System marries ACC and lane change assist

July 14, 2016 // By Christoph Hammerschmidt
Automotive supplier ZF Friedrichshafen AG has demonstrated a multifunctional driver assistance system that combines the functionality of Adaptice Cruise Control (ACC) and lane change assist. With its complex 360°environmental sensing system, the new multi-lane assistant function represents another step towards automated driving.

The system can automatically execute lane-changing maneuvers initiated by the driver. It constantly monitors the space ahead and at the side of the vehicle and identify the type of lane in question. With its combination of awareness, decision, planning and steering, the system supports driving on multi-lane motorways without the necessity of any footwork at speeds between zero and 130 kmph (81 mph). This includes automated lane changes that can either be initiated by the driver or suggested by the car and then acknowledged by the driver.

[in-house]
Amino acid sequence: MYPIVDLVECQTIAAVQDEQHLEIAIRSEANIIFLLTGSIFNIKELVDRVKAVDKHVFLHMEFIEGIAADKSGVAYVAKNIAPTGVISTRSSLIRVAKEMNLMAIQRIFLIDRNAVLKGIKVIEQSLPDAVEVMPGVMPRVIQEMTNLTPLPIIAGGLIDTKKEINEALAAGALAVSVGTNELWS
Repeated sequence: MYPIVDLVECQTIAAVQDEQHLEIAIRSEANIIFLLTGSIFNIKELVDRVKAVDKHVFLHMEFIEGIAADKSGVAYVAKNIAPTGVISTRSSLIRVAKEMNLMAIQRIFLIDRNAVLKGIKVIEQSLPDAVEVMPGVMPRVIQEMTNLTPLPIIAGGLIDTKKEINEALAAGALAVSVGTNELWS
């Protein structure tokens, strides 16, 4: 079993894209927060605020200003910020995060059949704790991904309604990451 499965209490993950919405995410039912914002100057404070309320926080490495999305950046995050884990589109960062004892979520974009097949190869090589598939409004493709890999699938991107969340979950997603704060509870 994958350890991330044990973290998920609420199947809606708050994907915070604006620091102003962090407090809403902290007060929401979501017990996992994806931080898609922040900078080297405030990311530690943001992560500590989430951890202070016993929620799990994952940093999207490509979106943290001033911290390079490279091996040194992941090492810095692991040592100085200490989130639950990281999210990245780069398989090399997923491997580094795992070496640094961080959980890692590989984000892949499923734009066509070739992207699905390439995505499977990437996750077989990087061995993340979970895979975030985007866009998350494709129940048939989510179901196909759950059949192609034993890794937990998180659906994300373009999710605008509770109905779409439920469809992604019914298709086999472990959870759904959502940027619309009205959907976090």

The demonstration vehicle has been equipped with the ZF TRW’s next-gen radar/camera combo, an electric power steering with rack and pinion drive, and the electronic stability control. In combination with short range radar sensors in the four corners of the vehicle, it combines automated longitudinal and lateral steering and thus enables safely passing other cars.

 

It also keeps the right distance to the vehicle ahead – a function typically covered by ACC systems. Unlike existing ACC, it however can decide to change the lane in the case that a slower vehicle ahead occupies the same lane. The lateral radar sensors determine if there is enough space on the adjacent lanes to safely perform a passing maneuver. If this is the case, the system recommends to pass the slower vehicle. The driver can accept the recommendation by activating the appropriate turn signal, and the lateral and longitudinal controls will then pass the slower vehicle. The driver however can override the system at any time, ZF points out.

 

The system can be combined with advanced steering and vehicle control systems such as Active Kinematics Control (AKC) for steered rear axles or Continuous Damping Contrl for more comfort, said ZF.

 

The company however did not elaborate as to when the first series vehicles with this system can be expected to enter series production.

 

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